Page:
A lot of that “lack of time” has to do with the biggest reason for my early retirement – being able to spend more time with my daughter as she grows up. So working on being a better Dad is always front and foremost and that takes up a lot of time (which is a good thing!). It took me a long time to realize that I needed to find balance in my life, which I’ve gotten better at over the past couple of years.
Outside of that though, I continue to focus on learning new things and improving myself mentally and physically. Here are a few of the different avenues I’ve focused on over the past few years to improve my quality of life:
⯁ Learning Spanish – I’ve conquered app after app on this, took Spanish Level 1 and 2 courses from the Great Courses, and worked on speaking Spanish with many of the locals in Panama. I can’t imagine I’ll ever be fluent, but I’m going to keep going even though we’re now back in the U.S.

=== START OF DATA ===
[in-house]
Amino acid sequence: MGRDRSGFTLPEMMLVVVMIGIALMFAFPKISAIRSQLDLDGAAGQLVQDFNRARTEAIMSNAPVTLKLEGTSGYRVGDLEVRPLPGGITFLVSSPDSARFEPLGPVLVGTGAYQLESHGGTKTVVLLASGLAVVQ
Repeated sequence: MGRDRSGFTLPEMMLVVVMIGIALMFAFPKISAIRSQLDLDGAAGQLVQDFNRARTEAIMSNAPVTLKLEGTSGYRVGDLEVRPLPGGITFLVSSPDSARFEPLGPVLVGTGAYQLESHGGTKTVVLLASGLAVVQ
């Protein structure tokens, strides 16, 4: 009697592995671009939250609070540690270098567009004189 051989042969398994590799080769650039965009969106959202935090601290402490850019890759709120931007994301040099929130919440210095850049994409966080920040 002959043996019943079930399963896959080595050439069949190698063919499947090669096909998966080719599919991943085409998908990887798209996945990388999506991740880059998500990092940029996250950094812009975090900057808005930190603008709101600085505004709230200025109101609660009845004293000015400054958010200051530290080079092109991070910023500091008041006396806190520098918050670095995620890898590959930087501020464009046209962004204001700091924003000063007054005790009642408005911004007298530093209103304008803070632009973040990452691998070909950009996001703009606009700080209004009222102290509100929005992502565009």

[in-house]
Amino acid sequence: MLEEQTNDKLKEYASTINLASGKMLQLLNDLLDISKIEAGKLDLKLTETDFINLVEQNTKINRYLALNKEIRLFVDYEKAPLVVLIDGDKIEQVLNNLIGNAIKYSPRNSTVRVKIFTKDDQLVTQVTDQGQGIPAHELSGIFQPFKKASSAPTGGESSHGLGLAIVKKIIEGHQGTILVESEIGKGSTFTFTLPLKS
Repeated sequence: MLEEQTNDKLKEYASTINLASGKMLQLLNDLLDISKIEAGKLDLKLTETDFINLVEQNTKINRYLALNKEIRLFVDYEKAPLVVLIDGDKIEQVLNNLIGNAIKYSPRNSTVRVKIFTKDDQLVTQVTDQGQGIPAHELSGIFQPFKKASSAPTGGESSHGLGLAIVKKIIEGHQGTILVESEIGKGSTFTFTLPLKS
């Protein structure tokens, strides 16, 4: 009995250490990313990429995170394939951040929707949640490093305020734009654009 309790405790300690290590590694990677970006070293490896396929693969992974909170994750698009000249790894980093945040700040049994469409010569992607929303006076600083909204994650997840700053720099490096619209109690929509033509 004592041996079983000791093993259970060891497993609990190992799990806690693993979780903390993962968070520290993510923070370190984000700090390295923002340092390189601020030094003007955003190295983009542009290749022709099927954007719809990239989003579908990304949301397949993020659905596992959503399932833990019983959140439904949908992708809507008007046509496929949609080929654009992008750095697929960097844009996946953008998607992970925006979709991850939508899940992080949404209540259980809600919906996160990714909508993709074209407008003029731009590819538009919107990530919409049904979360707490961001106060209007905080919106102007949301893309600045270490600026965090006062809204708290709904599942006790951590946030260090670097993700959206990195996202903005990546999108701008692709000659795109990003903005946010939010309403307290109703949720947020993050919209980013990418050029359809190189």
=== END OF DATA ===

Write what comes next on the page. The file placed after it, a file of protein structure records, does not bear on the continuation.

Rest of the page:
⯁ Working out – I’ve exercised pretty consistently 5 days a week now for several years. This was something I never did before growing up so this is new for me. I let the Fitbod app design my workouts and just do whatever it tells me to for the most part. Working out is not my favorite thing to do, but I look better and feel better so it’s worth it.
⯁ Reading non-fiction books – I rotate my reading from fiction to money/retirement non-fiction to non-fiction books that aren’t money-related. While fiction books are good to expand your imagination, I’ve learned so much from the non-fiction books I’ve read over the years.
You can see some of my favorites, including JL Collins’ The Simple Path to Wealth and Morgan Housel’s The Psychology of Money, on my Recommendations page.
⯁ Learning to play instruments – I started to learn to play the harmonica but took a break on it recently since we had so much going on. I plan to get back to that once we get settled in our new place. I’d also like to get back to playing the keyboard, which is something I dabbled with in my teenage years. There are a number of The Doors songs I’d love to learn!
⯁ Listening to The Clark Howard Podcast – I used to listen to a lot of financial podcasts but now I generally only listen to one. The Clark Howard Podcast is the one podcast where I learn at least one new thing with every episode I listen to. Everyone should be listening to this show. I usually listen to this while working out and kill two birds with one stone.